CSX and The Conservation Fund announced a program of grants aimed at improving the transportation and distribution of fresh, healthy food to communities in need. More than 23 million Americans across the country have limited or no access to fresh produce, dairy, meats and seafood. One of the contributors to these so-called "food deserts" is the lack of infrastructure to distribute fresh food to markets.
As a leading supplier of efficient rail-based freight transportation in North America, CSX recognized the integral role that local distribution plays in bringing fresh food to the people who need it. Many producers and organizations are challenged to retain food quality and safety as they sell, store, package, and distribute produce and other goods to the communities they serve.
To support local distribution and help address this need, CSX and The Conservation Fund, a national nonprofit dedicated to finding conservation solutions that balance environmental and economic needs, teamed up to create a program that will help farmers and distributors enhance their delivery capabilities.
Grants ranging from $2,500 to $10,000 will be made available to entities that distribute fresh produce/perishable food in the 23 states where CSX operates. The grants can support a range of activities related to transportation such as:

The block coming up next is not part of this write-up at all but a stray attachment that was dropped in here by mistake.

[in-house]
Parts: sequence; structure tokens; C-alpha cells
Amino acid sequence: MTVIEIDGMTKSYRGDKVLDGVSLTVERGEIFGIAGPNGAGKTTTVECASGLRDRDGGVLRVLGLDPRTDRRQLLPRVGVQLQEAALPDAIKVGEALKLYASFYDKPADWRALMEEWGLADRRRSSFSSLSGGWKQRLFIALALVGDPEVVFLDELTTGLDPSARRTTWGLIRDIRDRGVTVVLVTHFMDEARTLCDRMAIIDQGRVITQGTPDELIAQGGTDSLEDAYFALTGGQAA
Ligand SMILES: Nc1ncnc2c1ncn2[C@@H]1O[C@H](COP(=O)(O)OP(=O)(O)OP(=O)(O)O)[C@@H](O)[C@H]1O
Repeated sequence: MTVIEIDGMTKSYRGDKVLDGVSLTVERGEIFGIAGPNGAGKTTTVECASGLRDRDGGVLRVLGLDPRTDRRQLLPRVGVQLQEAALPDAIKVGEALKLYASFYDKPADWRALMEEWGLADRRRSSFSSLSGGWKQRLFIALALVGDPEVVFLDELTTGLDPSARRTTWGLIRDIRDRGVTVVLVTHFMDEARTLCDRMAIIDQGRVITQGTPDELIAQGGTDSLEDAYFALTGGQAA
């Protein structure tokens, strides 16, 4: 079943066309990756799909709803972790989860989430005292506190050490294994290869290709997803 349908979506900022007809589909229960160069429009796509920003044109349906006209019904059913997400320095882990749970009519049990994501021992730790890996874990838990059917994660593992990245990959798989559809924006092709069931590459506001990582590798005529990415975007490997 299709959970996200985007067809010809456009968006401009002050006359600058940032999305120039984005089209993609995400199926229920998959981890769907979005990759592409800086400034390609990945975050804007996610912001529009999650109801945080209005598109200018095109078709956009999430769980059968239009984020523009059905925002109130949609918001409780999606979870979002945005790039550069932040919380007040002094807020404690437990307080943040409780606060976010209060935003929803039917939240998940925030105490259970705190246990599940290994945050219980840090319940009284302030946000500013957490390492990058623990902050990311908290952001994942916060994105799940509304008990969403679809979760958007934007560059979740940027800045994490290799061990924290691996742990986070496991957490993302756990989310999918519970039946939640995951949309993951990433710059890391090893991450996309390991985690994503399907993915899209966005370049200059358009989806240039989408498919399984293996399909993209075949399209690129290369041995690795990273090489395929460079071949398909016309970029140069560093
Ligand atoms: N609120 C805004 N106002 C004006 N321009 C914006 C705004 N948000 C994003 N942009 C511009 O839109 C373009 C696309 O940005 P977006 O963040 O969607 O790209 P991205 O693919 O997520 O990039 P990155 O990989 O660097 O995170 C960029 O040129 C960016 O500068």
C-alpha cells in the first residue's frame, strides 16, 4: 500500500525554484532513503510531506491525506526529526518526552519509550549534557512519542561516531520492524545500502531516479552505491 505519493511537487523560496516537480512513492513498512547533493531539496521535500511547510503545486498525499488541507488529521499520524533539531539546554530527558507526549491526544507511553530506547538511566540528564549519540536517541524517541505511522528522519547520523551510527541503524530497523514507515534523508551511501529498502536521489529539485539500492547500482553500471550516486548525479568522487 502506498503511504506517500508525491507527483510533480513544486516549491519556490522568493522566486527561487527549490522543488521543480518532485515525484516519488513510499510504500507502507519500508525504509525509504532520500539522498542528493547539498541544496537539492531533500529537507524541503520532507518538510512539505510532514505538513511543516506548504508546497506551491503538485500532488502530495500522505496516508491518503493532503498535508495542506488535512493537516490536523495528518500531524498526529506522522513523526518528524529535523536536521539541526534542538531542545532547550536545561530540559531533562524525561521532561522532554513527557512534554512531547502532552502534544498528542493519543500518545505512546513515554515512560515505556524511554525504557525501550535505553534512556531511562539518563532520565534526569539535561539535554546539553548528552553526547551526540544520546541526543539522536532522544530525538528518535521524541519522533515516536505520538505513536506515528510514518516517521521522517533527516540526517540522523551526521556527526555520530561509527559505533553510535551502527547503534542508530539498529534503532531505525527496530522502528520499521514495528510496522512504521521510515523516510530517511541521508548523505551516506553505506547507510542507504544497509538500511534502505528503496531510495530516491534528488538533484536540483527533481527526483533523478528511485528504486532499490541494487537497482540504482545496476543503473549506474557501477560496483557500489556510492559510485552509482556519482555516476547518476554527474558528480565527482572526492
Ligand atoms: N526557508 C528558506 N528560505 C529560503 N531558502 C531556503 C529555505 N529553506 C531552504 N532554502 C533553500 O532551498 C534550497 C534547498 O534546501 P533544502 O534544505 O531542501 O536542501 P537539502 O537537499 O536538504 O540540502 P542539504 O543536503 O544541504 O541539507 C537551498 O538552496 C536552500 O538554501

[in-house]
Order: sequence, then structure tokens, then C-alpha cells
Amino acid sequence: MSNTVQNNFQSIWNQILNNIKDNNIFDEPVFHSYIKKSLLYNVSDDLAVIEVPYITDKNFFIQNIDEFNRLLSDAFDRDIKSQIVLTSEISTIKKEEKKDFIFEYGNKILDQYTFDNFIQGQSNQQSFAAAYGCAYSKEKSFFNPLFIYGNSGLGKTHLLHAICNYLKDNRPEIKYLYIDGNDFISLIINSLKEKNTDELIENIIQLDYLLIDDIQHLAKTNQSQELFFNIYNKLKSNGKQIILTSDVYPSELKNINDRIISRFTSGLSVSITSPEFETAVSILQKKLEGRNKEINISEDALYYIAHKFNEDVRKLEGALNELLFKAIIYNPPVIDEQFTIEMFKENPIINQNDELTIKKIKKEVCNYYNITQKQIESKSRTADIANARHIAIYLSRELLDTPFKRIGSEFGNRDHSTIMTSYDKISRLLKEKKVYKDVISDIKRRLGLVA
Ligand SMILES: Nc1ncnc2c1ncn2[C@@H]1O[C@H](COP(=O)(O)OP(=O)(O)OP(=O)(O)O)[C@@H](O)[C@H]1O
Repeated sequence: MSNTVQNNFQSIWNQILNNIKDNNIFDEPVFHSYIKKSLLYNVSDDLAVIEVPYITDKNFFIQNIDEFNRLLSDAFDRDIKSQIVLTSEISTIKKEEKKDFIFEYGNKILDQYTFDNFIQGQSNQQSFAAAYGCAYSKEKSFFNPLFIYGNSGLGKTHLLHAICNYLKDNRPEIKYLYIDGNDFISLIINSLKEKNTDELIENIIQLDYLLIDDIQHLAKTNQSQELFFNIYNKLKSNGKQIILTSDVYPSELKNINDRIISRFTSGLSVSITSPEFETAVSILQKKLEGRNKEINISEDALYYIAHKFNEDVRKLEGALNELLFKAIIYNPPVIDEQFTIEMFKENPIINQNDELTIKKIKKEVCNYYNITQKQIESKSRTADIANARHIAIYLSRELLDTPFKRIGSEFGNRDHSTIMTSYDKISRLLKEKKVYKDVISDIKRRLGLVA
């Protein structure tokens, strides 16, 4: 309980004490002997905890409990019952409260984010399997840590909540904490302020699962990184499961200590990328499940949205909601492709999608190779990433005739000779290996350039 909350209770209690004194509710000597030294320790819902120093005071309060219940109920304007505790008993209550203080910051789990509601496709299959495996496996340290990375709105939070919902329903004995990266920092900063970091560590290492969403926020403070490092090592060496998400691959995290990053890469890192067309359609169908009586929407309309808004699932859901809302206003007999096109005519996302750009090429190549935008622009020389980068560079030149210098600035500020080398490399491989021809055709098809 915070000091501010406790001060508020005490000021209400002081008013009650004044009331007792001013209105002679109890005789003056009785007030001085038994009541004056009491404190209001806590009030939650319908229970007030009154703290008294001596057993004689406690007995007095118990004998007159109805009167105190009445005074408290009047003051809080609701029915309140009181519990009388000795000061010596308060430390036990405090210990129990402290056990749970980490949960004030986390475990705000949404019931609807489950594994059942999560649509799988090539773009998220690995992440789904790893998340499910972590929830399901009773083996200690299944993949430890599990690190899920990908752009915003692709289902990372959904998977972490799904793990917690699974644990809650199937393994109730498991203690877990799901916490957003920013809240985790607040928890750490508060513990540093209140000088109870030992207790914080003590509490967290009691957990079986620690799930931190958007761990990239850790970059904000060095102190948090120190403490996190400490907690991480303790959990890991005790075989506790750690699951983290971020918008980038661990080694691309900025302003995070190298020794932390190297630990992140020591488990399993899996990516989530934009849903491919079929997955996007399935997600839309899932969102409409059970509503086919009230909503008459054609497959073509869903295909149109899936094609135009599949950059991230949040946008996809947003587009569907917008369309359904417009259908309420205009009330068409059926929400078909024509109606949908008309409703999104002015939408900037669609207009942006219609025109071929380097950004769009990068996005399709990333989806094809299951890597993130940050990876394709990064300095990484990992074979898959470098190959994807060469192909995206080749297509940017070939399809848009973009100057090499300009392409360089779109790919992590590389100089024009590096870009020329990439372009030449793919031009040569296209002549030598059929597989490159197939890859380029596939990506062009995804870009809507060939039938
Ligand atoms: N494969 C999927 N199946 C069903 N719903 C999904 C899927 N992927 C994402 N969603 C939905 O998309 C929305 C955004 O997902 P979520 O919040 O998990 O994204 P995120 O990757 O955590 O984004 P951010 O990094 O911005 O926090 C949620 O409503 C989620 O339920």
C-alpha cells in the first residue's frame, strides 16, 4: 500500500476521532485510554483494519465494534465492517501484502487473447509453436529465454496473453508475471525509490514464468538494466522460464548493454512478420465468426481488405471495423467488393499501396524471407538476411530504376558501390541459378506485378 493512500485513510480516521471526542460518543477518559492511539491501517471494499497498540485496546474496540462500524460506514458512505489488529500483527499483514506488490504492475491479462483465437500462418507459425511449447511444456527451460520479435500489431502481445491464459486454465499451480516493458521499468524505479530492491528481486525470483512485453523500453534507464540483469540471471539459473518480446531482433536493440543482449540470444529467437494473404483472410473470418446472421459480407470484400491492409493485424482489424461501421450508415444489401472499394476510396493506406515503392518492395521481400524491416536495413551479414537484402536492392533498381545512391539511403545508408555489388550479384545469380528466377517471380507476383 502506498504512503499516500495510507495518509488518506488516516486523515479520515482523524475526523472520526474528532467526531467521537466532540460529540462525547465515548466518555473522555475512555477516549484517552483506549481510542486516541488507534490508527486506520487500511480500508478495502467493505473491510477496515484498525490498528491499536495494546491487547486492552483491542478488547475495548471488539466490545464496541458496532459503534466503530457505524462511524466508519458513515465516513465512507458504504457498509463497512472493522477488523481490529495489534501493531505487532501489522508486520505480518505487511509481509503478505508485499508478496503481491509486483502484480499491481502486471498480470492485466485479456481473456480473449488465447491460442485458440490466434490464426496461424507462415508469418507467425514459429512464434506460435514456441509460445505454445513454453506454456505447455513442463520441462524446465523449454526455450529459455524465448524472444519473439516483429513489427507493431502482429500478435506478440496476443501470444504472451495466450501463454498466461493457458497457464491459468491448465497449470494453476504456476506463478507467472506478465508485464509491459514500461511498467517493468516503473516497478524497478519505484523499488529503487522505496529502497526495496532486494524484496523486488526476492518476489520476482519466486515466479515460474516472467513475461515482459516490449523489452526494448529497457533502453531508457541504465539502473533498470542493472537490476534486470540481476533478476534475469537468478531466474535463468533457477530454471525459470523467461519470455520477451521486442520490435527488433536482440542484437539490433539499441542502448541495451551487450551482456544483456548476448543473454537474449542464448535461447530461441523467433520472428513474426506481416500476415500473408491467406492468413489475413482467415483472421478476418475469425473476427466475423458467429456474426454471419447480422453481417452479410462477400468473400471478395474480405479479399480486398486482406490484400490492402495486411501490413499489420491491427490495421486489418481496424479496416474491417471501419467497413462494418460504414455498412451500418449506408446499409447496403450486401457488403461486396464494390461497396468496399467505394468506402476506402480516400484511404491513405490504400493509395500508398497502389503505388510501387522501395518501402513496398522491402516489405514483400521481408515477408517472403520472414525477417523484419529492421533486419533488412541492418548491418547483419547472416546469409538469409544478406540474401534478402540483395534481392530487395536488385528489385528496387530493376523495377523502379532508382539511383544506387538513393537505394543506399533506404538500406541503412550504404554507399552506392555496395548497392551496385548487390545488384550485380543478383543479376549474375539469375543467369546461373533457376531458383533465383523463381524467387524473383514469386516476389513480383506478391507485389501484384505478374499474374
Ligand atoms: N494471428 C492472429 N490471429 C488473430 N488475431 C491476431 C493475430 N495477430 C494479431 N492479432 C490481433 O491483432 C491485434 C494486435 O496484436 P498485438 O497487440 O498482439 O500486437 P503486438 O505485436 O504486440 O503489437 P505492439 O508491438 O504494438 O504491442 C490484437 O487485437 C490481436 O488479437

- acquiring refrigerated vehicles for direct delivery to markets;
- financing "veggie vans" to bring fresh food to isolated communities;
- providing better access to food hubs or other sites where produce, dairy, seafood and meats can be stored safely for distribution; or
- purchasing produce boxes and cold storage bins to keep unsold food fresh for the next day's farmers market or wholesale purchase.
"This program provides a lifeline to Americans who struggle to make fresh food a part of their daily meals," said Kris Hoellen, Vice President of Sustainable Programs for The Conservation Fund. "With CSX's help, we're connecting our most vulnerable populations to healthy, fresh food by addressing local gaps in food distribution systems. Efficient distribution of healthy food also means more effective use of natural resources required for sustainable agricultural practices."
"This program truly demonstrates the power of partnerships, drawing on the strengths of both CSX and The Conservation Fund to identify solutions that serve the communities in which we live and work every day," said Tori Kaplan, Assistant Vice President, Corporate Social Responsibility, CSX. "Facilitating fresh and healthy food distribution to underserved communities is exemplary of CSX's core value of right results, right way."
Grant applications are due by October 1, 2014. To download a grant application and see more information about the program, please visit http://www.conservationfund.org/partner-with-us/corporate-partners/profiles/csx/ or contact Margarita Carey at email@example.com.
CSX is also working with The Conservation Fund on a program that is improving access to healthy food in five underserved counties in West Virginia – Calhoun, McDowell, Mingo, Roane and Wirt.
CSX has long been a supporter of The Conservation Fund's work. CSX has helped restore critical habitat at two national wildlife refuges through the donation of more than 13,000 trees and is helping reconnect children and nature with the creation of a school curriculum unit that teaches kids about the environment, math, science and economics through real-world freight transportation scenarios.